The final stories in our Valentine’s Day (Week) Flash hop: Evelise Archer and Skye Jones
To read the others, if you’re just catching up with us, here’s our participating authors: Jena Wade, Heloise West, Amelia Bishop, Mina Kelly, Kimber Vale, Shiloh Saddler, Eva LaFoy, Azalea Moone, Dakota Trace, Jade Crystal, JT Hall, Crane Hana, and ND Wylders.
And now, my flash short. It’s an interlude between the book I’m finishing right now (the prequel, since so many people had questions about how Glyn and Levi got together), and my first book, Bite Me Tender. The story of Levi and Glyn’s first Valentine’s together, something which is a little more complicated when one of you is an alpha werewolf and the other is a slightly magic-challenged witch.
Fire, Fur, and Faulty Genetics
Levi stomped snow off his boots before sidling into the kitchen of the old farm house. It was his and Glyn’s first real Valentine’s Day. He had wine, fancy bacon wrapped steaks, and baking potatoes for supper. Even a bouquet of flowers. He put the food in the fridge, opened one of the bottles of wine so Glyn wouldn’t complain, and went looking for a vase.
Fifteen unsuccessful minutes later, he put the flowers in an old beer stein.
Still pretty. He hoped Glyn would like them. Glyn was romantic, but in odd ways that didn’t entirely make sense to Levi.
He got out the broom to sweep up some scattered petals before Mr. Neatnik appeared from whatever hole he was hiding in. It was unusual for him not to be right out, but probably for the best. There was no way Glyn could ignore the presence of a small wrapped package. Cats had nothing on witches for curiosity. Levi smirked as he hid it in the cupboard next to the woodstove.
Which was cold. Strange. And out of character for Glyn, who usually lit it as soon as he got home. Levi frowned and shoved crumpled newspaper in the firebox, added kindling, then tossed in a lit match. A few chunks of maple ensured the fire would keep burning.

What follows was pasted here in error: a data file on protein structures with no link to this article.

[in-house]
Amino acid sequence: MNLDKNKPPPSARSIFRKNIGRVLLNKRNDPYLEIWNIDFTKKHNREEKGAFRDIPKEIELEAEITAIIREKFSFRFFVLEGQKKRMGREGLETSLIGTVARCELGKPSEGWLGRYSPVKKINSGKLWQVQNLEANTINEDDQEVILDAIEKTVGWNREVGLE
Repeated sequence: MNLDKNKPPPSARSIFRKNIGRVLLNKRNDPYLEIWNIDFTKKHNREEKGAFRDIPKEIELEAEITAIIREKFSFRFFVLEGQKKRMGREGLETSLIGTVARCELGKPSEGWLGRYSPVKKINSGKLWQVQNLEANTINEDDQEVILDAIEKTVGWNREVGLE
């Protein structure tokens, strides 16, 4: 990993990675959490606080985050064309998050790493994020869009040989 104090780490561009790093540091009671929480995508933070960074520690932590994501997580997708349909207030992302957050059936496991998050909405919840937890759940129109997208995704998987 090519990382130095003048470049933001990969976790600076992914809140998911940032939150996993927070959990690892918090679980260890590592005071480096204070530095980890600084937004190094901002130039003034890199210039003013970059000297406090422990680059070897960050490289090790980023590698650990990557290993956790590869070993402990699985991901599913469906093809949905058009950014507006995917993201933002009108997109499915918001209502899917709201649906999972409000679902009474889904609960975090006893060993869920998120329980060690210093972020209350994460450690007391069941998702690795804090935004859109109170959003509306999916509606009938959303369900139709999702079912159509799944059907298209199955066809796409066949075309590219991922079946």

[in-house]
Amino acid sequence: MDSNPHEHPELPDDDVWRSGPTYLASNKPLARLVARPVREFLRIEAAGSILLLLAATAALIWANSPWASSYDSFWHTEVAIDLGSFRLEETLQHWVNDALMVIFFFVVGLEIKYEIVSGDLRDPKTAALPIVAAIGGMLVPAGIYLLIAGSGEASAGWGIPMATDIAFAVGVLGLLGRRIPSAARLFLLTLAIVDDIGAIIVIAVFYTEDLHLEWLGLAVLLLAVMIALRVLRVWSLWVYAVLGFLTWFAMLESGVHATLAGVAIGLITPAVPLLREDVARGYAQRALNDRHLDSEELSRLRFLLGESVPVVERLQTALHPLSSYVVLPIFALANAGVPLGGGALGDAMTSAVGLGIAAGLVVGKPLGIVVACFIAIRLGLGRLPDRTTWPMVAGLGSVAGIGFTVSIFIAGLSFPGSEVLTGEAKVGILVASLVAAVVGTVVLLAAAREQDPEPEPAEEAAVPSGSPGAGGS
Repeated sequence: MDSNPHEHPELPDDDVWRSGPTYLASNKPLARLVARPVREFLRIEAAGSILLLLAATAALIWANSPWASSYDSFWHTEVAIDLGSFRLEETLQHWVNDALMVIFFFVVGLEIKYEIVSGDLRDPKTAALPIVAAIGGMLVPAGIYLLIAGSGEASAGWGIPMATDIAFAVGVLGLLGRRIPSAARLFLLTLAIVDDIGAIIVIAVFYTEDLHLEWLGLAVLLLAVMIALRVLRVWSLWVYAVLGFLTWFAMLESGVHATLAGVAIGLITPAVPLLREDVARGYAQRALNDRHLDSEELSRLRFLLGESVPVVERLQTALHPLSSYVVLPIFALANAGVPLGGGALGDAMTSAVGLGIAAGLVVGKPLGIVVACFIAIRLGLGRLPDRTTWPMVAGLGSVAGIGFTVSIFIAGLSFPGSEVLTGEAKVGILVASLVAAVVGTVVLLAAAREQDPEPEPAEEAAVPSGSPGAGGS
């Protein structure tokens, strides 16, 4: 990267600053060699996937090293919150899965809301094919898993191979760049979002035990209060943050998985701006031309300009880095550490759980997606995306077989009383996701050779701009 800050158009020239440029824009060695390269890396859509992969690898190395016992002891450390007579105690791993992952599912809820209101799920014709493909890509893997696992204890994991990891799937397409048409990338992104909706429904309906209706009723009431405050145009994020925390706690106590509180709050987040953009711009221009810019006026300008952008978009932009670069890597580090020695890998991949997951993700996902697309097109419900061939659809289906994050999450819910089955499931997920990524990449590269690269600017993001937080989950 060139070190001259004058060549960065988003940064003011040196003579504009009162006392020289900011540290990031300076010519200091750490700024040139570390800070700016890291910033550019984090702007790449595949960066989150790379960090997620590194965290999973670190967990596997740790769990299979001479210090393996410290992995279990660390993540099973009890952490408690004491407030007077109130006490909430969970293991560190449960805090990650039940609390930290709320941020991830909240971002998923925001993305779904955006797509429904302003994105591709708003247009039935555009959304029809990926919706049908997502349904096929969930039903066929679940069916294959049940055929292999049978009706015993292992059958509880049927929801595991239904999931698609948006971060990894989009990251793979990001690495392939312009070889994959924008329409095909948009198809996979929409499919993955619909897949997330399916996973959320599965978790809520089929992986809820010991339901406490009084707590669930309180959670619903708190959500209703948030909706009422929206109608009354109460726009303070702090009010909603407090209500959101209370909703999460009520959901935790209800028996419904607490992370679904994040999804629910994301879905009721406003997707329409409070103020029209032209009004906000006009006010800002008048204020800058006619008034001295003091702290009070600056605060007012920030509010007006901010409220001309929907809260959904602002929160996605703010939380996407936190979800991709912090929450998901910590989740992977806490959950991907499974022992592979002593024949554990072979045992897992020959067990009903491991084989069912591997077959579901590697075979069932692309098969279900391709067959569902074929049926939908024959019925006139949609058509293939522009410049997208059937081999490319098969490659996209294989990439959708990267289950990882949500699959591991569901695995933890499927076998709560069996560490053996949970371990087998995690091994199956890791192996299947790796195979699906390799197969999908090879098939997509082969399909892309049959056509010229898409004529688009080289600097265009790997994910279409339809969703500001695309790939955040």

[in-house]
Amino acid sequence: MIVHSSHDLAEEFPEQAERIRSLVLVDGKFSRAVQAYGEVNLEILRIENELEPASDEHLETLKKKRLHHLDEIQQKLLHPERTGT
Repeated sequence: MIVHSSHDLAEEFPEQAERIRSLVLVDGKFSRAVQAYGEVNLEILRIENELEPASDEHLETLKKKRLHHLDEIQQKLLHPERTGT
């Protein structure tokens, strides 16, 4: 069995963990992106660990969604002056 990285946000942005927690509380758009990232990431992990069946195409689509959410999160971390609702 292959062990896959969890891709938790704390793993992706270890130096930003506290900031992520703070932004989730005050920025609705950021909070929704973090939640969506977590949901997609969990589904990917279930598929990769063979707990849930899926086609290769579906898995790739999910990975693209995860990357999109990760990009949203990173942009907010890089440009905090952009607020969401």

Where’s Glyn? His wolf, still sluggish under the new moon, didn’t care and huddled into a tight ball when he tried to coax some help from it. Well, fuck you, too. Asshole. He was on his own.
He tried Glyn’s phone–it rang from the front hallway. That was definitely worrying, but at least he knew Glyn was somewhere nearby.
Unless he wasn’t.
Levi searched every room, every closet and even under the beds. Coming down the stairs, he stared at Glyn’s phone for a long moment before putting his winter coat on and going back outside.
Between the dark and the general confusion of prints in the snow around the yard, he’d missed the tracks when he first came home. Now that he’d found them, the path Glyn had taken was easy to follow.
What’s he doing in the woods? Unless it’s a witch thing. Who knew? Levi was still trying to get his head around that shit. He hadn’t noticed it much in New York, but it was sure hard to miss out here in the country.
And whose fault is it that he’s stuck out here with you?
After ten minutes of careful tracking, he found Glyn, stark naked in the snow, with his arms tangled in the branches of a young alder.
“What the hell—are you trying to kill yourself?” Levi rushed to lift him out of the snow, but Glyn fended him off. His teeth chattered so hard he could barely speak.
“I’m fine. I’ll be in soon. Go.” His hands shook like he was palsied as he wrapped them around the tree’s limbs again.
“No, you won’t be fine. Where are your clothes, you idiot?”
Nowhere, it seemed, so Levi stripped off his coat and was about to throw it around Glyn’s shoulders when Glyn began to curse. “Don’t grow, just suck it down!” he shouted, and shook the tree viciously.
On closer inspection, Levi could see where the buds at the ends of the branches had started to swell, now a pale green that grew darker at the tip. “Is that you?”